Yeah, I saw the chart that said sea level is rising in Boston. It’s been rising as long as it’s been measured there, hasn’t it?

Not once did the harbormaster get together with the Brahmins of Boston to say, “We need to make Boston Neck thicker because of rising sea level.”

I didn’t say sea level didn’t rise. I said none of the landfills was done in response to rising sea level. The land was filled out for commercial needs, for commercial wants, and because when the weather created a bunch of new land, it could be used. Not once was any part of the harborscape built out to meet rising ocean levels.

So, to claim that Boston illustrates that the world can cope, is simply in error. Of course the world can cope in major harbors where there is plenty of commercial activity to combat a modest increase in ocean level.

What was your point?

So, apparently, Boston’s experience doesn’t count as evidence of man’s ability to push back against the ocean. Why? Because their actions were motivated by impure thoughts.

If I have properly deciphered Ed’s logic, then the following scenario does not show man’s ability to cope with the ocean:

Land in the Boston area is crowded and valuable. Engineers and the ‘Brahmins of Boston’ say “We could boost commerce by making Boston Neck thicker and recovering land from the sea.” Engineers design ways to push back the ocean and follow through on their plans.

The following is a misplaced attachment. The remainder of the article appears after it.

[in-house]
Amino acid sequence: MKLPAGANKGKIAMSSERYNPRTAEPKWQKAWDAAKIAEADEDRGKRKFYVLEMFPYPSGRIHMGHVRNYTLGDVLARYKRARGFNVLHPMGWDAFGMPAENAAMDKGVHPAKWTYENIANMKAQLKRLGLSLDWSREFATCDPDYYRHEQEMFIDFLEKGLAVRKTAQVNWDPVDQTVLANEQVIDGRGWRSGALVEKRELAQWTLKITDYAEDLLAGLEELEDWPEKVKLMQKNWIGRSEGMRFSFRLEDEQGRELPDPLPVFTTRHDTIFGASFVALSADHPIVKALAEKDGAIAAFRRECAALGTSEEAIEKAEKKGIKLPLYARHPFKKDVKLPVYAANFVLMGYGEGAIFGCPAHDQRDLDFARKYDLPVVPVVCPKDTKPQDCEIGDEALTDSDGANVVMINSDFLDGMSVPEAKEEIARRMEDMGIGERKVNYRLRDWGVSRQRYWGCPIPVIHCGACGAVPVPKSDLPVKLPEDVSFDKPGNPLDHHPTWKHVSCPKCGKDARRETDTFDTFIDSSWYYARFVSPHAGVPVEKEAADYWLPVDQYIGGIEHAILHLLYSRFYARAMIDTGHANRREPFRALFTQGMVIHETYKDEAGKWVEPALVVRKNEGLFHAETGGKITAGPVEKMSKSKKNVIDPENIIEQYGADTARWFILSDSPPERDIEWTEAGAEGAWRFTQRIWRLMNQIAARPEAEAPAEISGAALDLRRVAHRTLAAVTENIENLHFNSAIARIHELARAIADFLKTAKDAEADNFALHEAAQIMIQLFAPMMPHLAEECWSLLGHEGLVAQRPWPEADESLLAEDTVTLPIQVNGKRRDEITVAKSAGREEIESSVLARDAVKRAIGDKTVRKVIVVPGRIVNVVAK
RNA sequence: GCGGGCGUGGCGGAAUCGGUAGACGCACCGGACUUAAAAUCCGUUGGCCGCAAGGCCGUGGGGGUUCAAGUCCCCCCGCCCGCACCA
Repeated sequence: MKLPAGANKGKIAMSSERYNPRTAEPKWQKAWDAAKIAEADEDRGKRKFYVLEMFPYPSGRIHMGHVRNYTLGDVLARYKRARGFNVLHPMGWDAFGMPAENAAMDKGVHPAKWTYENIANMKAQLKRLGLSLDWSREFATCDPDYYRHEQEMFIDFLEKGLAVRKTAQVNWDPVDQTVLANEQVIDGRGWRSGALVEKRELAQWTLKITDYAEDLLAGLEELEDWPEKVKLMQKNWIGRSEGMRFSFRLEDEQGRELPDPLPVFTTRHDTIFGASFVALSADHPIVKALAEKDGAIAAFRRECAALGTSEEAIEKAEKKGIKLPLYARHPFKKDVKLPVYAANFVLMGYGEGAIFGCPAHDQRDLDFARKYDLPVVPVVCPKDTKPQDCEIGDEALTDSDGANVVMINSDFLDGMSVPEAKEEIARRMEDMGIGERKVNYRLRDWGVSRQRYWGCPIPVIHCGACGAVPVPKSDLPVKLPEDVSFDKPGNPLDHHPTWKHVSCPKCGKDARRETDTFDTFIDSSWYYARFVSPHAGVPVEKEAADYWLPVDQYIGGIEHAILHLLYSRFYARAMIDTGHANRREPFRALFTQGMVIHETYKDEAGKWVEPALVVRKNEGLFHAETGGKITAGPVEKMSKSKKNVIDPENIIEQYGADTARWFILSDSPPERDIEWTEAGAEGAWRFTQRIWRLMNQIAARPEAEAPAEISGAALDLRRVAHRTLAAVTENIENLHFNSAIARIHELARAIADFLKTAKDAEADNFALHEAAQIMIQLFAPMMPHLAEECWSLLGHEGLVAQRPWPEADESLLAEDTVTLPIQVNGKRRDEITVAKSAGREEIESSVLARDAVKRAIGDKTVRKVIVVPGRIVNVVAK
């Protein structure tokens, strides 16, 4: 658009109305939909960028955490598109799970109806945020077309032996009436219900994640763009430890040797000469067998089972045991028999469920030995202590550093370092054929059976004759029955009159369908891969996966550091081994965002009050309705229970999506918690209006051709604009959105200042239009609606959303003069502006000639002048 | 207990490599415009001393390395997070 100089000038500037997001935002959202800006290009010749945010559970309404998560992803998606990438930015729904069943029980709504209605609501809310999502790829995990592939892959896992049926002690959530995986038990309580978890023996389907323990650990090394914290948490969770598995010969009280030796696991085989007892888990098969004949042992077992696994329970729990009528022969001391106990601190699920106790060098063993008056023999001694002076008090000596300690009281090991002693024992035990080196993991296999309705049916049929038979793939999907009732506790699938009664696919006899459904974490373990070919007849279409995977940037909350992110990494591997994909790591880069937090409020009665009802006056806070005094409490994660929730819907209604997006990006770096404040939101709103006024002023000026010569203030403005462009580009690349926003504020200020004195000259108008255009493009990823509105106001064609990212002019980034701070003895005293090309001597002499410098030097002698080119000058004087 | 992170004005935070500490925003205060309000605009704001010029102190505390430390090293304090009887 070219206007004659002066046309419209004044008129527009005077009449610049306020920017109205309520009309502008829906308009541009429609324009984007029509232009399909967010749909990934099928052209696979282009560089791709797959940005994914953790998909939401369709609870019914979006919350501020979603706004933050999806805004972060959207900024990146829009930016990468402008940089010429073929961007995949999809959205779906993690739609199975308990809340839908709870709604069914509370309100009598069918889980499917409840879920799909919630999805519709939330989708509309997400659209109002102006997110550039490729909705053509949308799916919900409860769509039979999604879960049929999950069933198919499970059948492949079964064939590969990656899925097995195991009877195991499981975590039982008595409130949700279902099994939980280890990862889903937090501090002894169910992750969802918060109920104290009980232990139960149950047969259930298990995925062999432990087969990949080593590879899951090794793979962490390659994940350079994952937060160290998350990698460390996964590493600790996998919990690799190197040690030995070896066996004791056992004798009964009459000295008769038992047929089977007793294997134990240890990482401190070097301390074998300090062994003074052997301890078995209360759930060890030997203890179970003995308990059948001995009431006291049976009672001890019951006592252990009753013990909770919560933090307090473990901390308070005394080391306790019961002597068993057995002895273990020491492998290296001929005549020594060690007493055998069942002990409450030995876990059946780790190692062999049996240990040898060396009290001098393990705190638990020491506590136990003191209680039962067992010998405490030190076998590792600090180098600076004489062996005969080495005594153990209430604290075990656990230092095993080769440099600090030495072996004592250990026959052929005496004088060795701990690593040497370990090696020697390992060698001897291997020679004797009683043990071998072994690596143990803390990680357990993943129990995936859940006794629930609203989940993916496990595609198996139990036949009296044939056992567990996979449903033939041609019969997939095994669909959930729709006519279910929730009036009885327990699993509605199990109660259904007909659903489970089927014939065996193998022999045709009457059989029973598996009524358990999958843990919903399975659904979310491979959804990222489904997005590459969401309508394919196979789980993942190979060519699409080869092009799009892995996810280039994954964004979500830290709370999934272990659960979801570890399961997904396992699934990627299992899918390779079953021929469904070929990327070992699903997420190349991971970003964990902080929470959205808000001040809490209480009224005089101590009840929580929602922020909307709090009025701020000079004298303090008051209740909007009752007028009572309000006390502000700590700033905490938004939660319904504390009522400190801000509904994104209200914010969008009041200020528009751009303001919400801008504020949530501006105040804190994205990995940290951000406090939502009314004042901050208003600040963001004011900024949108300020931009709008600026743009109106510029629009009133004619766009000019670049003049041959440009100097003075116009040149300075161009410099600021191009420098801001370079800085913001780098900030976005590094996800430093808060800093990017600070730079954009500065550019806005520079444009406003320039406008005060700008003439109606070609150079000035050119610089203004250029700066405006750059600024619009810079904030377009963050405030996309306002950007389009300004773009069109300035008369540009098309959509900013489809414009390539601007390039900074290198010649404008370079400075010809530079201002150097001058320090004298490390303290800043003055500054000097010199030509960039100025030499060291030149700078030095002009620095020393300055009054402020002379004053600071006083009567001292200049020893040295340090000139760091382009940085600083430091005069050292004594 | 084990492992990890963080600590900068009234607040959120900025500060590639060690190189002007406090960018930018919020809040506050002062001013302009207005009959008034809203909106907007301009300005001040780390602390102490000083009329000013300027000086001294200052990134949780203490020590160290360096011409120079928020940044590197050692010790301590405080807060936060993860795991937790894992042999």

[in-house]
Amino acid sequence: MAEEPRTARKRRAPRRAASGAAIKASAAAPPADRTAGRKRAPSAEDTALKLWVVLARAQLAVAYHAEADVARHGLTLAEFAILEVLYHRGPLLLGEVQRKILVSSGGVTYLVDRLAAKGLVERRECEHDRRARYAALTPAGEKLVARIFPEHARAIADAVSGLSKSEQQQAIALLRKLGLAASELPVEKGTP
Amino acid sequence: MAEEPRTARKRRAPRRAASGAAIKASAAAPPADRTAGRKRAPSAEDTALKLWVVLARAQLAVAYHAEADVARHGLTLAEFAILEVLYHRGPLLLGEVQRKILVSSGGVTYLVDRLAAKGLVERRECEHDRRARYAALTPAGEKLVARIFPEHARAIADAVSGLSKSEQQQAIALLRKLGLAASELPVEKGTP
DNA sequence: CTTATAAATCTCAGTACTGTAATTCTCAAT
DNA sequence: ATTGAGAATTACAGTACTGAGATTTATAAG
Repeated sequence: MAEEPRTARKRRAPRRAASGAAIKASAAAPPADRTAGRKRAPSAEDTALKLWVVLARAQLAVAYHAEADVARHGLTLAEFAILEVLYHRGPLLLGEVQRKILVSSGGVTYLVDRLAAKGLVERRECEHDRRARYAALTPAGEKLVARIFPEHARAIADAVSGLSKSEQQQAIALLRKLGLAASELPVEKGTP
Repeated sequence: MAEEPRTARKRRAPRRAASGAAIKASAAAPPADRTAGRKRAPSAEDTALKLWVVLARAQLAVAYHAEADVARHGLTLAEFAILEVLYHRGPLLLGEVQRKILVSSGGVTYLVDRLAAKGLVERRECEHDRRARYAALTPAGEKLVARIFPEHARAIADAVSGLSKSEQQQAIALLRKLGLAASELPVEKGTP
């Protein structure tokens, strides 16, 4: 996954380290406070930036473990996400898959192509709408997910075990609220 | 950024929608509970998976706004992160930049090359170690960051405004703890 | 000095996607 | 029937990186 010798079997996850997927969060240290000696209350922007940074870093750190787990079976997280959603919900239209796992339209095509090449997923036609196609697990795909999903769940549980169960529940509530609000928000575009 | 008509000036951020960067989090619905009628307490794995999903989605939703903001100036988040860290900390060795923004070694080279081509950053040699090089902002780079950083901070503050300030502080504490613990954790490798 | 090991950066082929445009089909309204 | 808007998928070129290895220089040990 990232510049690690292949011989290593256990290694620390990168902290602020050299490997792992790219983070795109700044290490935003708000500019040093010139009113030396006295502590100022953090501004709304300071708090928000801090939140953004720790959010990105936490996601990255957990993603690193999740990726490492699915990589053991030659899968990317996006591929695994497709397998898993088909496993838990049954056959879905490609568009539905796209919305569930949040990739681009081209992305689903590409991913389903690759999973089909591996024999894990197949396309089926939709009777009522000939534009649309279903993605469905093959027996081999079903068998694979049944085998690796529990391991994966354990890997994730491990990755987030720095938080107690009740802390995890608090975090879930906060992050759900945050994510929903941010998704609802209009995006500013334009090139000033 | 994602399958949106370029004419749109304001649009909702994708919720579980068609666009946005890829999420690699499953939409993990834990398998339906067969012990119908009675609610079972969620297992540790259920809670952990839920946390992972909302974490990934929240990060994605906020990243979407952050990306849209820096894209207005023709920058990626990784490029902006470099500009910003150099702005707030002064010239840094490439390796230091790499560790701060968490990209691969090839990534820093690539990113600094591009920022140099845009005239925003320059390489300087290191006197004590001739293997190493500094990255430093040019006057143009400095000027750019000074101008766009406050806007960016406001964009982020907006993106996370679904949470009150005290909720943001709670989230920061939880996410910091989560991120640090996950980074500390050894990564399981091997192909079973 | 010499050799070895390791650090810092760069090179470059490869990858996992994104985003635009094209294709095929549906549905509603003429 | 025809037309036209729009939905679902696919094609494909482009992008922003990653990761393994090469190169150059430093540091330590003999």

But the following scenario would demonstrate man’s ability to cope with the ocean:

Land in the Boston area is crowded and valuable. Engineers and the ‘Brahmins of Boston’ say “We could fight against global warming by making Boston Neck thicker and recovering land from the sea.” Engineers design ways to push back the ocean and follow through on their plans.

Why would the second scenario illustrate man’s ability to cope with the ocean, but the first does not? In both cases they have the same problem and the same outcome. Here’s why: in the first scenario the engineers’ and brahmins’ motivations are impure, in the second scenario the engineers’ and brahmins’ motivations are pure.

Well, at least we have found some common ground. That is, we agree that the sea level has been rising near Boston, and we agree that Boston has been successful in pushing back the ocean.  But Ed can’t seem to understand that even if the ocean had not been rising near Boston for the last hundred years, their experience shows that they have the ability to cope if it started rising now.

Just Plain NutsVell, Mr. Darrell, I think vee have made some veal progress.  At our next session vee vill analyze your repression of impure thoughts concerning sea level vise.